A popular scientific on-line journal INSIDE SCIENCE NEWS SERVICE has published an article “Massive Study Shows How Languages Change” showing the results of a new research of the Quantitative Linguistics Laboratory of the KFU Institute of Philology and Intercultural Communication.
The article overviews the work of three linguistics experts Soren Vikhmann, Valery Solovyov and Vladimir Bochkarev “Universals versus historical contingencies in lexical evolution” published by British Journal of The Royal Society Interface (IF 3.9).
The research focuses on common issues of the evolution of language vocabulary for the last two centuries. To study the language progress they used diachronic Google Books Ngram invented several years before that consists of 500 billion words, 50 billion of them in Russian. It was discovered that influenced by inner cognitive processes, languages change at a similar rate but that rate usually is measured in terms of half a century unless something intervenes, like a war. Historical events play an essential role in the language evolution. For instance, during the Victorian era, the height of the British Empire and a very stable time in Britain, the language was fairly steady. With the tumult and chaos of the 20th century, vocabulary changes came more rapidly.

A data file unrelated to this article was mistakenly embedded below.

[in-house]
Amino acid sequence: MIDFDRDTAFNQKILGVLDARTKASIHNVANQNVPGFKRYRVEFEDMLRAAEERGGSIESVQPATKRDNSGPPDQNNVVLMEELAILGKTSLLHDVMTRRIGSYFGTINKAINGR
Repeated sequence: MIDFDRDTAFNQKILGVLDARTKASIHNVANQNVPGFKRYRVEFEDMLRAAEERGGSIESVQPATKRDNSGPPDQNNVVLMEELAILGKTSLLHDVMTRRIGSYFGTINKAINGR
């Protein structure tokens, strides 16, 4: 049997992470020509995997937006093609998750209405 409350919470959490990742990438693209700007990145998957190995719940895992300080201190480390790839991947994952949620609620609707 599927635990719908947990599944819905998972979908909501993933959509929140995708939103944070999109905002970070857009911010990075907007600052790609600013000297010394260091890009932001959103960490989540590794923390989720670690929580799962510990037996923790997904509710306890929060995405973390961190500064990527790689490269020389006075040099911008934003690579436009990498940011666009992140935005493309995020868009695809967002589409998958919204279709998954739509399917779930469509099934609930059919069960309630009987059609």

Interesting facts have been revealed when comparing American and British dialects of English. For the first half of the 19th century the Queen’s English and American English were the same except that the British English lagged behind about 20 years. New words came into the American English lexicon, but only appeared in Britain about 20 years later. The influence of the mass media began to bring the two languages together starting in 1950. Now, the two languages are far more similar than they were before.
Google Books Ngram also helps to find out interesting tendencies in the evolution of single words. Sometimes the change in wording tells us more than we think it would. In recent years, the use of the word “divorce” has become more frequent than “marry”. Perhaps more telling, “information” is replacing “wisdom.”